The reaction here to the radical EU farm reform was mixed, with the minister simultaneously being accused of selling-out Irish farm interests, and also of achieving the best possible results for the country.
The agreement on changes to the CAP come after three weeks of intense, and at times acrimonious, negotiations by the EU's farm ministers and signal a new regime for the 45-year-old scheme.
Obviously, the outcome of the reform talks was influenced by the World Trade Organisation talks looming in Mexico next September as the organisation has been critical of the restrictions the CAP had placed on importing food into the EU.
Overseas aid agencies, especially, have also been critical of the policy which they blamed for imposing insurmountable barriers against Third World countries.
Even the revamped CAP will bring little relief to developing countries, according to Comhlámh, which campaigns for fairer trading conditions between developed and developing countries.
What also has to be borne in mind is that the United States is far from blameless as far as fair trade is concerned and would need to show some evidence that it, too, intends to become more friendly with its world trade partners.
At home, the implications will be far-reaching and the minister has sensibly appealed to farm organisations to study the proposals and to meet him in the coming weeks to assess the details.
Mr Walsh believes he achieved a balanced deal and two prime objectives to secure the future of the CAP and to safeguard the very substantial direct payments to Irish farmers.
Both the Irish Farmers Association and the Irish Creamery Milk Suppliers' Association condemned the deal, while the Irish Cattle and Sheep Farmers' Association welcomed it.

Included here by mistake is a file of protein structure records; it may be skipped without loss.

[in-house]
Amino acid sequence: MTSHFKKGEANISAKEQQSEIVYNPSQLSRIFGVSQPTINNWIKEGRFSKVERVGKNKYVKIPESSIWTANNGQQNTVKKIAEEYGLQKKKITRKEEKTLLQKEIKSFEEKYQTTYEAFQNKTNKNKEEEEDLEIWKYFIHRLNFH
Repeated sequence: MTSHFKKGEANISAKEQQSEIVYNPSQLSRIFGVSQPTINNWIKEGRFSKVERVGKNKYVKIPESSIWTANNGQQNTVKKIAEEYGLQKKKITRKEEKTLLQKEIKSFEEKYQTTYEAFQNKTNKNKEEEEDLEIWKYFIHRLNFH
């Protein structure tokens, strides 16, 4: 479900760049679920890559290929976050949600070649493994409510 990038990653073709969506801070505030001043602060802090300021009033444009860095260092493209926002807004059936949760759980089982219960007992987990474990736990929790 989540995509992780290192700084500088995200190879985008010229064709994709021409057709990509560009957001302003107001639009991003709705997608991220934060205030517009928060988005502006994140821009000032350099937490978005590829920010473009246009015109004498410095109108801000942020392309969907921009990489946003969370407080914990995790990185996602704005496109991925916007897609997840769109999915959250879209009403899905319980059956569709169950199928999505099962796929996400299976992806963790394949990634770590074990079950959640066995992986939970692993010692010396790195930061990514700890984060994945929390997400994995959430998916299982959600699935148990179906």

The IFA's John Dillon and the ICMSA's Pat O'Rourke say there will be serious cuts in dairy farm incomes, with disastrous consequences for the sector. Those concerns will have to be considered during the talks proposed by Mr Walsh, but the reality is that the industry in this country has to face up to the inevitable changes.
During the negotiations, EU farm commissioner Franz Fischler sought to substantially overhaul the incredibly huge 43 billion annual bill for subsidies paid to farmers, which accounts for half the EU budget. With the prospect of ten more countries becoming member states next year, the CAP had to be reformed because the current system would not have sustained an enlarged union.
What has emerged would seem eminently sensible to non-farming citizens of the EU who are entitled to see public money accounted for more transparently.
Most of the subsidies that reward farmers according to how much food they grow will be abolished and they will, instead, receive a single payment not linked with the amount of food produced.
However, individual countries will be able to retain the old system if there is a risk that the new system would result in land being abandoned.
Whatever flexibility is built into the new CAP must be capitalised on for the benefit, and security, of the industry here.